Energy Policy and Security under Climate Change. Basingstoke: Palgrave McMillan, 2018 . This book raises the trilemma between growth, energy security and climate change mitigation and, breaking from scholarly orthodoxy, challenges the imperative to growth. It sets forth the argument that a steady-state approach is a more appropriate conceptual mindset to lead the energy transition, sets out a steady-state energy policy, and assesses the projected outcomes of its implementation in the realms of energy security, geopolitics and development. 

Anthropocene geopolitics and foreign policy: Exploring the link in the EU case, Alternatives, vol. 45, no. 2, 2020, pp. 83-101. Scholarly literature has recently developed the notions of Anthropocene geopolitics and planetary security. How these relate to and whether they inform states’ foreign policy, however, remains a largely underdeveloped issue. This research goes some way toward addressing this gap. 

Behind the EU’s energy-climate policy conundrum: Erroneous power toolbox, deadlocks and the way forward, Journal of Common Market Studies, vol. 58, no. 2, 2020, pp. 402-418. This research explores  EU energy and climate policy through the prism of multidimensional power.

Contesting Greek gas policy: Geopolitical, energy and climate considerations, International Spectator, vol. 54, no. 2, 2019, pp. 87-101 Three main drivers underlie states’ intent to expand gas supply: energy security, geopolitics and climate goals. Such considerations also drive Greece’s expansive gas policy, but come with significant caveats. 

Unpacking EU external energy governance vis-a-vis Egypt: Contradictions, geopolitics and Euro-centrism, Journal of Contemporary European Studies, vol. 27, no. 2, 2019, pp. 224-236. Energy diplomacy, regulation of the single energy market and the export of this regulatory model to EU’s vicinity govern EU energy affairs. This governance nexus, however, suffers from three distinct shortcomings. This research paper addresses these in the context of EU external energy governance vis-à-vis Egypt.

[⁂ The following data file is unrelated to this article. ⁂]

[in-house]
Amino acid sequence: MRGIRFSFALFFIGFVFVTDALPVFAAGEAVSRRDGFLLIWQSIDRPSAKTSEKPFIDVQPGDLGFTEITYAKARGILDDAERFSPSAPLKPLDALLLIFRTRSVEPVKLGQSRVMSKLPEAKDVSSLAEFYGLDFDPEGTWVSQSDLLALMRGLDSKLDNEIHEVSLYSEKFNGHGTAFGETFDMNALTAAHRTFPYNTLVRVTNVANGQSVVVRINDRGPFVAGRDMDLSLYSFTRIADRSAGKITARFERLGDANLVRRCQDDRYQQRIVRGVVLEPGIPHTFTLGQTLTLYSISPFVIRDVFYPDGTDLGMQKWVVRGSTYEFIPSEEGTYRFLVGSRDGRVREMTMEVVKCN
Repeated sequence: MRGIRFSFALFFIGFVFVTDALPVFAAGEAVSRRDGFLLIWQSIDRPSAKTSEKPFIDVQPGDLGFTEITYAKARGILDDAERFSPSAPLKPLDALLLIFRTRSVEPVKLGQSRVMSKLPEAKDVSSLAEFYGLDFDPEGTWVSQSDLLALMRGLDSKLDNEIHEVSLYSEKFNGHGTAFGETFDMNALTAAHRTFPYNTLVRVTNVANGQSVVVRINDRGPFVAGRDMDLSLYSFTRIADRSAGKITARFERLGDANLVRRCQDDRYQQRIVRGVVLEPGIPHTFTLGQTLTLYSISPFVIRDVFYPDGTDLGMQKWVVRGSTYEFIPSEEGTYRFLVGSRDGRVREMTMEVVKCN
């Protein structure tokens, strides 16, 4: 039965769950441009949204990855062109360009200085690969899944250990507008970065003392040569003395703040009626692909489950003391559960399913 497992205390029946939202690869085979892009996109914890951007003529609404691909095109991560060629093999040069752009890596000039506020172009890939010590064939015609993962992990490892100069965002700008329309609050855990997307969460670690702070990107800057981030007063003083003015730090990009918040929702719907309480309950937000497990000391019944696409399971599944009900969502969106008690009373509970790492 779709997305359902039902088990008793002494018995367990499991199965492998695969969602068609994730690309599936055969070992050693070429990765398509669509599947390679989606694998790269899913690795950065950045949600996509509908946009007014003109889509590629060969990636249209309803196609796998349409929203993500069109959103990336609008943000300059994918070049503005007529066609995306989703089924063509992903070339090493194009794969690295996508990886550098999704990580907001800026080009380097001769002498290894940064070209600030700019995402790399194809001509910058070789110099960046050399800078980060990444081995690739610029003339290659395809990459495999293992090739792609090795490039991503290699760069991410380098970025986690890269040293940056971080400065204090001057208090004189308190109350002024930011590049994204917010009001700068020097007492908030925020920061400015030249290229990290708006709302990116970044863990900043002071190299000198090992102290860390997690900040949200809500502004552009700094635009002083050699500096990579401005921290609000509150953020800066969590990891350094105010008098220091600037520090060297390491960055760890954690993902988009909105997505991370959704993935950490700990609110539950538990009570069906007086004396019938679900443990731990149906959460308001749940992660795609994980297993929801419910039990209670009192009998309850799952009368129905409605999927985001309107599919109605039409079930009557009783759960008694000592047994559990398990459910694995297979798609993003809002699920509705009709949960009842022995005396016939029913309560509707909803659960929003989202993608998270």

Dr Filippos Proedrou has been a 2019 Academic Fellow with the National Assembly for Wales, conducting research and providing expert advice to the Climate Change, Environment, and Rural Affairs Committee in regards to Wales' climate policy and decarbonisation plans.

His research Addressing the climate policy gap in Wales is based on a thorough scrutiny of the Welsh political and climate policy context and existing legislative framework, the work of the National Assembly for Wales Climate Change, Environment and Rural Affairs Committee, the Welsh Government’s related policy documents, including the most recent Prosperity for All: A low carbon Wales, And the UK Committee on Climate Change advice and reports, including the very recent Report Net Zero: The UK’s contribution to stopping global warming.

The report contributes insights and conceptualisations of the climate change challenge and its interaction with other key political and policy priorities, and sources evidence and best practices from around the world. 

The report elaborates on the co-benefits of an ambitious climate policy, and provides ample evidence and global best practices that can be utilised in Wales. It also discusses Welsh climate policy within the broader growth paradigm Wales follows, and sets out different energy transition pathways. 

The report also qualifies the need for an energy company for Wales, and delineates the role and the tasks it could play, and looks into the potential for rendering the Zone Demarcation Scheme more engaging with local communities/ citizens. It also points at a number of implications Brexit can bear for Welsh climate policy.

Professor Howard Williamson_14268.jpg